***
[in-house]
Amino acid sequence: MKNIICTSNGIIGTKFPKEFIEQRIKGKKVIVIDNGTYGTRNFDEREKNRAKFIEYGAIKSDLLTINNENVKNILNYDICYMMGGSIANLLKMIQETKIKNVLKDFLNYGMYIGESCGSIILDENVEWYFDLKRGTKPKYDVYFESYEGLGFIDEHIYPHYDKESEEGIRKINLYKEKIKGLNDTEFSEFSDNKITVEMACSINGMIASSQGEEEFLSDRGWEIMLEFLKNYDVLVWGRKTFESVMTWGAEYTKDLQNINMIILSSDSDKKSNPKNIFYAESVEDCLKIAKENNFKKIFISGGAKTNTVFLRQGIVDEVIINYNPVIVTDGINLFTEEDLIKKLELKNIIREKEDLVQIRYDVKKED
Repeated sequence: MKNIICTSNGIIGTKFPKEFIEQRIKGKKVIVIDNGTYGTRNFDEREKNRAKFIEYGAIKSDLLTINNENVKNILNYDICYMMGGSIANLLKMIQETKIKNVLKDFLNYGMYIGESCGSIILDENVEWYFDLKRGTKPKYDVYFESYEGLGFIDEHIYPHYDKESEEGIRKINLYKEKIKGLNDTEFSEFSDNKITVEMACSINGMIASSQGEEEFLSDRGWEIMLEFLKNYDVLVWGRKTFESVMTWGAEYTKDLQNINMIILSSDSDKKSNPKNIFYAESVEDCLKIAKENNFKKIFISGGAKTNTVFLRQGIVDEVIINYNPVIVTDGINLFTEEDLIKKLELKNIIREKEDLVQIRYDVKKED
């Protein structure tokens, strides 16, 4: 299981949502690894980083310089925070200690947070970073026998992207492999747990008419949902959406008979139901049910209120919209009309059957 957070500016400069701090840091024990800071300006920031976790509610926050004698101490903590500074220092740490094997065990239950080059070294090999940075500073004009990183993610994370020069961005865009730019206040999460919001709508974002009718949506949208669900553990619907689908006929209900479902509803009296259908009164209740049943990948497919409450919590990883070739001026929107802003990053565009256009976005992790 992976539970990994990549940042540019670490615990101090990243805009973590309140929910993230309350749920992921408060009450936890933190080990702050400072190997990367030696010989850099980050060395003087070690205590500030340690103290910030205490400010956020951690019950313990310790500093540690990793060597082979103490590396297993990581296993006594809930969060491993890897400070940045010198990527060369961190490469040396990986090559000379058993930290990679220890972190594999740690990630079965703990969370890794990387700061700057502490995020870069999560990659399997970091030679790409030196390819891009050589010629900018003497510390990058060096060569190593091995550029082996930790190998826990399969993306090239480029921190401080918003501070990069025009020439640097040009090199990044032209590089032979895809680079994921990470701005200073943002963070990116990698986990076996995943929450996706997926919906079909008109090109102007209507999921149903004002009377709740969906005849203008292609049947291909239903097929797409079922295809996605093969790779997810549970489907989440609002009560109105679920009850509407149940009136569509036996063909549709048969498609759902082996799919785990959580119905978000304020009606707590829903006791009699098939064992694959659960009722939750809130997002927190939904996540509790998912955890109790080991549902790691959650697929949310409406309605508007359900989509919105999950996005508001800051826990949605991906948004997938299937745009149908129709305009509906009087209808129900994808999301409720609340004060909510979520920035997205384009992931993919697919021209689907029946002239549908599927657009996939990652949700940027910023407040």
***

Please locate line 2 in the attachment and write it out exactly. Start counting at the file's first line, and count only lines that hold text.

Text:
Amino acid sequence: MKNIICTSNGIIGTKFPKEFIEQRIKGKKVIVIDNGTYGTRNFDEREKNRAKFIEYGAIKSDLLTINNENVKNILNYDICYMMGGSIANLLKMIQETKIKNVLKDFLNYGMYIGESCGSIILDENVEWYFDLKRGTKPKYDVYFESYEGLGFIDEHIYPHYDKESEEGIRKINLYKEKIKGLNDTEFSEFSDNKITVEMACSINGMIASSQGEEEFLSDRGWEIMLEFLKNYDVLVWGRKTFESVMTWGAEYTKDLQNINMIILSSDSDKKSNPKNIFYAESVEDCLKIAKENNFKKIFISGGAKTNTVFLRQGIVDEVIINYNPVIVTDGINLFTEEDLIKKLELKNIIREKEDLVQIRYDVKKED